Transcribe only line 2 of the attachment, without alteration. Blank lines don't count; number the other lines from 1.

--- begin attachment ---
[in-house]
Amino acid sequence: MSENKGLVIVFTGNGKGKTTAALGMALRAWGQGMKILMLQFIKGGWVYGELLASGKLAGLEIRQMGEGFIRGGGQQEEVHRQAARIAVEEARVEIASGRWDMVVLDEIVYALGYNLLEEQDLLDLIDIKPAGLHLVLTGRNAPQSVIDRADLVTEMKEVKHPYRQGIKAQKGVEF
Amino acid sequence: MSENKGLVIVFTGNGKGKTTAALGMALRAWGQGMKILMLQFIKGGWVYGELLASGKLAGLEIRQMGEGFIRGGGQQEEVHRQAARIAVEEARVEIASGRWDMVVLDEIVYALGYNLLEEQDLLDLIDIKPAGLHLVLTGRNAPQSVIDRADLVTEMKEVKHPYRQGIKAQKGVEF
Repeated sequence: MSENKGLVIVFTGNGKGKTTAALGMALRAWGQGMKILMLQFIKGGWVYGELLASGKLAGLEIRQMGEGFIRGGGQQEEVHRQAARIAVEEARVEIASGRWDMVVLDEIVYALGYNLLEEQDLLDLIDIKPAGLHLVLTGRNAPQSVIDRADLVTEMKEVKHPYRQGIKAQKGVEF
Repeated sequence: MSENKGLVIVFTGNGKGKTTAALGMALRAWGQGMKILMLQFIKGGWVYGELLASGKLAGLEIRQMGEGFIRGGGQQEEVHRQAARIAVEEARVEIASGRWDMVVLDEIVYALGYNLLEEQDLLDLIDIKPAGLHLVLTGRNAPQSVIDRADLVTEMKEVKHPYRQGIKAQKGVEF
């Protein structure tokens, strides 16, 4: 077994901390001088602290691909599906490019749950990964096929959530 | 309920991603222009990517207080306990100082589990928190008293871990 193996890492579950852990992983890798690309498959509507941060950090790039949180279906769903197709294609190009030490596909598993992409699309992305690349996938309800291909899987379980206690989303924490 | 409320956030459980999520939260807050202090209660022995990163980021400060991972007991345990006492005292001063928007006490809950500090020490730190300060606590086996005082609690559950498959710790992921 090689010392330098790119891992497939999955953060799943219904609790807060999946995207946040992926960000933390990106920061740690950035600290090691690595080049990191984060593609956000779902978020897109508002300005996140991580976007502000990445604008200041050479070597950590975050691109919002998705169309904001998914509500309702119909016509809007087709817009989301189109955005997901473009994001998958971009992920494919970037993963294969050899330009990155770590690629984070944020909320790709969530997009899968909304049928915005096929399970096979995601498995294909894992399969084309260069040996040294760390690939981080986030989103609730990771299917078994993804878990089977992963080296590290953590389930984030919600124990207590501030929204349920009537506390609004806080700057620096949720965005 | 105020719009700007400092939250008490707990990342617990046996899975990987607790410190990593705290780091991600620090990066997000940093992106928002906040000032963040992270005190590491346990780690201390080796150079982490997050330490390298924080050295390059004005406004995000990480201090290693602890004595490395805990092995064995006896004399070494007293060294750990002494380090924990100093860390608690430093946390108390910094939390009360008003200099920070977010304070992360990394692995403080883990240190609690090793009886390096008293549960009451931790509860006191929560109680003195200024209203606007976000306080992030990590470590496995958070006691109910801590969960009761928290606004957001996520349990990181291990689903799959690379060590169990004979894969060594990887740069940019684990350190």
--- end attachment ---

Amino acid sequence: MSENKGLVIVFTGNGKGKTTAALGMALRAWGQGMKILMLQFIKGGWVYGELLASGKLAGLEIRQMGEGFIRGGGQQEEVHRQAARIAVEEARVEIASGRWDMVVLDEIVYALGYNLLEEQDLLDLIDIKPAGLHLVLTGRNAPQSVIDRADLVTEMKEVKHPYRQGIKAQKGVEF